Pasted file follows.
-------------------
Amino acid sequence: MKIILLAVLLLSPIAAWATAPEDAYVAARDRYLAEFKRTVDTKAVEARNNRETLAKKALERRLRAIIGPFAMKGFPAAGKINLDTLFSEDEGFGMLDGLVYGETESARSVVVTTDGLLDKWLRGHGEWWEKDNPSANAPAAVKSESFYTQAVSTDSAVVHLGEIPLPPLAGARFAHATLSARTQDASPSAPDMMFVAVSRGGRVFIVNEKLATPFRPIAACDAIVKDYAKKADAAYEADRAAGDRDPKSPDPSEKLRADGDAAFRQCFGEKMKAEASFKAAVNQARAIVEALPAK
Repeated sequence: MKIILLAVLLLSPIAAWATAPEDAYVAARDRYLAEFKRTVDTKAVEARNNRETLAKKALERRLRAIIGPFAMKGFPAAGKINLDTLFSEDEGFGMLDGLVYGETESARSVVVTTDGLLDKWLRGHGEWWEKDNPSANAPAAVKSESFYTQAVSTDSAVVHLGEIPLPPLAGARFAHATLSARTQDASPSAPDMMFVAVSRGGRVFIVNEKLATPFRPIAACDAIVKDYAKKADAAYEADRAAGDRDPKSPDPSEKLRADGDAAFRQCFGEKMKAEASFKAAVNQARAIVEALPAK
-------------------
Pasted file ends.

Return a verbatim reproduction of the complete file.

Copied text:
Amino acid sequence: MKIILLAVLLLSPIAAWATAPEDAYVAARDRYLAEFKRTVDTKAVEARNNRETLAKKALERRLRAIIGPFAMKGFPAAGKINLDTLFSEDEGFGMLDGLVYGETESARSVVVTTDGLLDKWLRGHGEWWEKDNPSANAPAAVKSESFYTQAVSTDSAVVHLGEIPLPPLAGARFAHATLSARTQDASPSAPDMMFVAVSRGGRVFIVNEKLATPFRPIAACDAIVKDYAKKADAAYEADRAAGDRDPKSPDPSEKLRADGDAAFRQCFGEKMKAEASFKAAVNQARAIVEALPAK
Repeated sequence: MKIILLAVLLLSPIAAWATAPEDAYVAARDRYLAEFKRTVDTKAVEARNNRETLAKKALERRLRAIIGPFAMKGFPAAGKINLDTLFSEDEGFGMLDGLVYGETESARSVVVTTDGLLDKWLRGHGEWWEKDNPSANAPAAVKSESFYTQAVSTDSAVVHLGEIPLPPLAGARFAHATLSARTQDASPSAPDMMFVAVSRGGRVFIVNEKLATPFRPIAACDAIVKDYAKKADAAYEADRAAGDRDPKSPDPSEKLRADGDAAFRQCFGEKMKAEASFKAAVNQARAIVEALPAK